Grocery workers at Fred Meyer and Quality Food Centers have voted “overwhelmingly” to authorize their union to strike against the Kroger Co. subsidiaries, as grocers enter into one of the busiest seasons of the year.
Representing over 29,000 essential workers in Oregon and Southwest Washington, members of the United Food and Commercial Workers Local 555 (UFCW 555) “have voted overwhelmingly to authorize their Union Leadership to call for an unfair labor practice strike against Fred Meyer and Quality Food Centers (QFC),” according to a statement on Dec. 11.
A strike authorization vote means that leadership has the power to call a strike if negotiations don’t bear fruit; it doesn’t mean a strike will definitely be called.
Miles Eshaia, a spokesperson for the union, accused the companies of not providing the right hourly wages to workers in certain departments that they’re supposed to be receiving as part of their contracts.
“Our position is that [the companies] are failing to pay certain departments the correct amount,” Eshaia told The Oregonian on Dec. 12. “They’re not giving us the information to prove it, which they are required to do.”
UFCW 555 President Dan Clay mentioned the withholding of related information as one of the reasons for calling the strike.
“Fred Meyer and QFC have repeatedly violated their legal duties to negotiate in good faith with Local 555, with the most blatant example being Fred Meyer’s refusal to provide information necessary for the Union to negotiate a new agreement and to process grievances,” Clay said. “The way these employers have violated the National Labor Relations Act has left grocery workers no choice but to take action.”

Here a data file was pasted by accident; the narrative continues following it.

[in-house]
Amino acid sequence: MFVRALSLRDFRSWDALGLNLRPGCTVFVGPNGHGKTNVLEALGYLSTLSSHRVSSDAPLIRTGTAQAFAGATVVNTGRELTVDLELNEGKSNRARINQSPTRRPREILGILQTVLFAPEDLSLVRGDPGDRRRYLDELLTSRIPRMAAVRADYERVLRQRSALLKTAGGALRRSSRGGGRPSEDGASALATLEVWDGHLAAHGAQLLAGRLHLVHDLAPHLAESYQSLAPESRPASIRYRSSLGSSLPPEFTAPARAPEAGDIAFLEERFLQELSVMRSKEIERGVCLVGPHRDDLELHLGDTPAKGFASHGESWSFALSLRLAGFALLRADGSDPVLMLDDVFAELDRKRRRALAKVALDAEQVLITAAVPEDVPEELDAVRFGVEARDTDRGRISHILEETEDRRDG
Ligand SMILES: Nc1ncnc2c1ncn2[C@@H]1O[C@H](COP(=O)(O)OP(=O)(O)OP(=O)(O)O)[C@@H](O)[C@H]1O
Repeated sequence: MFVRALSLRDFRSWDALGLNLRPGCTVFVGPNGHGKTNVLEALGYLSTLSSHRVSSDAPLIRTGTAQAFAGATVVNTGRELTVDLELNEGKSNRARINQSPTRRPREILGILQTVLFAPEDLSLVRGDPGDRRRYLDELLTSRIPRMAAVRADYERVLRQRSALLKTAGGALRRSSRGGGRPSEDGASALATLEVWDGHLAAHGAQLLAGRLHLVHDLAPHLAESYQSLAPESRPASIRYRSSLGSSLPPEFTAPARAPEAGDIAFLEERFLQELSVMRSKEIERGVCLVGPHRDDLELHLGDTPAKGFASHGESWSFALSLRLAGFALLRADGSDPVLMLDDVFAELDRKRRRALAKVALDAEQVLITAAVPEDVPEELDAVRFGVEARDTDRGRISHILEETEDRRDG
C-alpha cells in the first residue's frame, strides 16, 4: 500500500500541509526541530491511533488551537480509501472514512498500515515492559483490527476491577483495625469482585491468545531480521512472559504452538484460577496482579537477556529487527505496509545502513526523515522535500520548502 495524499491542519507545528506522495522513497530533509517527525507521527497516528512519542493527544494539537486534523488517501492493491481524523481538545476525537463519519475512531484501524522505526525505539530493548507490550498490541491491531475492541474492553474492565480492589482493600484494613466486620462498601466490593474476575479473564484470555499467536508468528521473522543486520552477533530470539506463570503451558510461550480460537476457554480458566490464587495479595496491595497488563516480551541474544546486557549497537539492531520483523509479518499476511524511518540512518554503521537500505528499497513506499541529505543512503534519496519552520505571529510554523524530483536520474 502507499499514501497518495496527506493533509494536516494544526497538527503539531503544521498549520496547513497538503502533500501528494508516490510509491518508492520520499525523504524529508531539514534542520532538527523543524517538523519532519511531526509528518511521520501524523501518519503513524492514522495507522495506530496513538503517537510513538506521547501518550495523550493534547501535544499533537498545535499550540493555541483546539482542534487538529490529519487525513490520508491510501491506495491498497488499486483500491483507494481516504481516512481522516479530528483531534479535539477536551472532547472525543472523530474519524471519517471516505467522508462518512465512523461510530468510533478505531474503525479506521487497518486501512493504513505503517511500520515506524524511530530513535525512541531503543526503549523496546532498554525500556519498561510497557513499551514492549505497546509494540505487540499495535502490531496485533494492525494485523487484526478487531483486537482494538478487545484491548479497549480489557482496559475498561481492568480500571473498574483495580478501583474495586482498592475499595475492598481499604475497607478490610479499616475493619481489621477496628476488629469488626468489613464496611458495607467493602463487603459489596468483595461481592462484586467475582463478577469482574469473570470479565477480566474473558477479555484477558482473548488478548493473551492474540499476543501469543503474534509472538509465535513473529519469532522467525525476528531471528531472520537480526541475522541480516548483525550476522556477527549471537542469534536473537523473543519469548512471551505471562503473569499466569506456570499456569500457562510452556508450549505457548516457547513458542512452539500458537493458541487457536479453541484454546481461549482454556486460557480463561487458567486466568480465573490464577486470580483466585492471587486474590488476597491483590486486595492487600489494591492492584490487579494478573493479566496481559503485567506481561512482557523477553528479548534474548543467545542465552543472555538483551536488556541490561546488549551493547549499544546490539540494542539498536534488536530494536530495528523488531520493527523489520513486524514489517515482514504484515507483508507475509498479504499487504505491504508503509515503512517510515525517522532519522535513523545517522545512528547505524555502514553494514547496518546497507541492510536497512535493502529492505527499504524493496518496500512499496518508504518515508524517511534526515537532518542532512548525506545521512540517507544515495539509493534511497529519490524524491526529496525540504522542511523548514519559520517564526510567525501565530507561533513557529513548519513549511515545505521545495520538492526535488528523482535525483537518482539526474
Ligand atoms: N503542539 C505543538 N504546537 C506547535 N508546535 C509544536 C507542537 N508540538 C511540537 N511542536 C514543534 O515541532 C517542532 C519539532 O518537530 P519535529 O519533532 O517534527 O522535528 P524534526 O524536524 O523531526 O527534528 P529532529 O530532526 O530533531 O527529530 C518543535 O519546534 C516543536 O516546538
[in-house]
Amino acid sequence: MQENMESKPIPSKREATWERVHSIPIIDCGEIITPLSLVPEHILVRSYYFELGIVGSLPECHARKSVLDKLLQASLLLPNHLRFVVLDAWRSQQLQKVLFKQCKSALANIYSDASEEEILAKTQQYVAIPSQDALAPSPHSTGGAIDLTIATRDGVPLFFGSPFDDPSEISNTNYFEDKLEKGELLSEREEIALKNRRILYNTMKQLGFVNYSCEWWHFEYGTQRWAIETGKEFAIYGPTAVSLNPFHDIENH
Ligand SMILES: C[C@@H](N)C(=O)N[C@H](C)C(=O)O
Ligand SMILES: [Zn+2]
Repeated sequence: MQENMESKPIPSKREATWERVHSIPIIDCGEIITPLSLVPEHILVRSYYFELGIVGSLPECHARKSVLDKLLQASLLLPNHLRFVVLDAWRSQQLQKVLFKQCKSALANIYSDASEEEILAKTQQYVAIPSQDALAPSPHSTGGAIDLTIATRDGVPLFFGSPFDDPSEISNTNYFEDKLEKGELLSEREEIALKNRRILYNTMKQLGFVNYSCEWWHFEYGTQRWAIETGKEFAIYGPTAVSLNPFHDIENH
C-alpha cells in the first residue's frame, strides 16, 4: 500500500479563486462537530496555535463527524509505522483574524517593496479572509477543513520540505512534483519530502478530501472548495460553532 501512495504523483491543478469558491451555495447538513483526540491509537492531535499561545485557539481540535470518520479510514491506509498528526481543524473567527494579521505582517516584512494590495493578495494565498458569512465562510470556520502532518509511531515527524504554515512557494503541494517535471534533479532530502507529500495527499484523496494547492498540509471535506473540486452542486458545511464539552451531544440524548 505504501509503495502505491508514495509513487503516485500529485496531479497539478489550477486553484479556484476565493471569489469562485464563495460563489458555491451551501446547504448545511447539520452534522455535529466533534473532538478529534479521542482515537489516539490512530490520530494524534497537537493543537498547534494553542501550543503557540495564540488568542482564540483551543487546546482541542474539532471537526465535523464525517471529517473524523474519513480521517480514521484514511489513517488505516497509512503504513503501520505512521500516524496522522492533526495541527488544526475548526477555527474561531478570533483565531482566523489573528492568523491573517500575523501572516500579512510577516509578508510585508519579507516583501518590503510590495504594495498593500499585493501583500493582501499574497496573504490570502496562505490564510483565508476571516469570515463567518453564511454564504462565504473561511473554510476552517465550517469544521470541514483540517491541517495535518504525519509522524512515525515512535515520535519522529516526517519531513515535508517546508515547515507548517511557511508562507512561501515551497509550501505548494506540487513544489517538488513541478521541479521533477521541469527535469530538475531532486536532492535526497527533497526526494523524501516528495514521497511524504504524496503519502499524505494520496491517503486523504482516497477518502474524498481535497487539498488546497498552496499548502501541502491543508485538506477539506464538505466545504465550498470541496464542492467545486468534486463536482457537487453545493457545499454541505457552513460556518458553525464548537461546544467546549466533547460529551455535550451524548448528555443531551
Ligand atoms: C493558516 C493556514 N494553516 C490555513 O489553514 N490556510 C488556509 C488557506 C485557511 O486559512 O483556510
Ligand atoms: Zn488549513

In response, Fred Meyer issued a statement that said that “strike authorization does not mean a strike,” and urged employees to report to work as usual. It said that the union members had not “called for a work stoppage” and hoped the issue gets resolved.
The company added that no one, including the store, customers, union, or employees, wins with a strike. A compensation package, which is right for the business as well as the workers, is what the company is aiming for.
The parties will continue talks through Dec. 16; if an agreement on key issues isn’t reached by Dec. 17, workers will proceed with the strike.
Compared to a strike demanding better benefits, an unfair labor practices strike is expected to be resolved much more quickly. Workers who go on such strikes can’t be permanently replaced, according to the National Labor Relations Board.
Negotiations have been ongoing between the companies and the union since July for better contracts. UFCW 555 maintains that the wages don’t reflect the increase in the cost of living for the employees.
“The pandemic has highlighted both the importance of grocery workers to our communities as well as the struggles they endure to make ends meet, all while producing record profits for Fred Meyer and QFC,” said UFCW 555 Secretary-Treasurer Sandy Humphrey.
“Essential employees deserve the same care and respect now that they have shown our neighbors over the last two years. These employers refuse to acknowledge that their worker’s wages are not keeping up with the cost of living, leaving them and their families at risk while providing food for our community.”